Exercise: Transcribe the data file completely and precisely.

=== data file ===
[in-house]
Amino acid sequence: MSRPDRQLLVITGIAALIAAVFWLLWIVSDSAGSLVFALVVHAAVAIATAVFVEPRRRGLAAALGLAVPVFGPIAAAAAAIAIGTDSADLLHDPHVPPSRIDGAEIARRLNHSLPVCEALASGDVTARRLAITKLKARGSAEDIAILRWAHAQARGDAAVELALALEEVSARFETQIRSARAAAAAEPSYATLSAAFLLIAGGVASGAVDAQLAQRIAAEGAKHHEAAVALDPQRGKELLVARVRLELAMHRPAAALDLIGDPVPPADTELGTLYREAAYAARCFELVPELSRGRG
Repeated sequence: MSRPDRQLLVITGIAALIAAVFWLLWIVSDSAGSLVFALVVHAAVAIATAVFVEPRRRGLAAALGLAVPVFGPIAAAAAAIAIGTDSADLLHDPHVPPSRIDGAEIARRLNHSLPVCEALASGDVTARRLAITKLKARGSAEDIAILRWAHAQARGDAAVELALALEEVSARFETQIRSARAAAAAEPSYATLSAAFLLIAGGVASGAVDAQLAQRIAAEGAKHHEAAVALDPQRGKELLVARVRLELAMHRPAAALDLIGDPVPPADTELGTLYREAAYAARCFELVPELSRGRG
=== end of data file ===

[in-house]
Amino acid sequence: MSRPDRQLLVITGIAALIAAVFWLLWIVSDSAGSLVFALVVHAAVAIATAVFVEPRRRGLAAALGLAVPVFGPIAAAAAAIAIGTDSADLLHDPHVPPSRIDGAEIARRLNHSLPVCEALASGDVTARRLAITKLKARGSAEDIAILRWAHAQARGDAAVELALALEEVSARFETQIRSARAAAAAEPSYATLSAAFLLIAGGVASGAVDAQLAQRIAAEGAKHHEAAVALDPQRGKELLVARVRLELAMHRPAAALDLIGDPVPPADTELGTLYREAAYAARCFELVPELSRGRG
Repeated sequence: MSRPDRQLLVITGIAALIAAVFWLLWIVSDSAGSLVFALVVHAAVAIATAVFVEPRRRGLAAALGLAVPVFGPIAAAAAAIAIGTDSADLLHDPHVPPSRIDGAEIARRLNHSLPVCEALASGDVTARRLAITKLKARGSAEDIAILRWAHAQARGDAAVELALALEEVSARFETQIRSARAAAAAEPSYATLSAAFLLIAGGVASGAVDAQLAQRIAAEGAKHHEAAVALDPQRGKELLVARVRLELAMHRPAAALDLIGDPVPPADTELGTLYREAAYAARCFELVPELSRGRG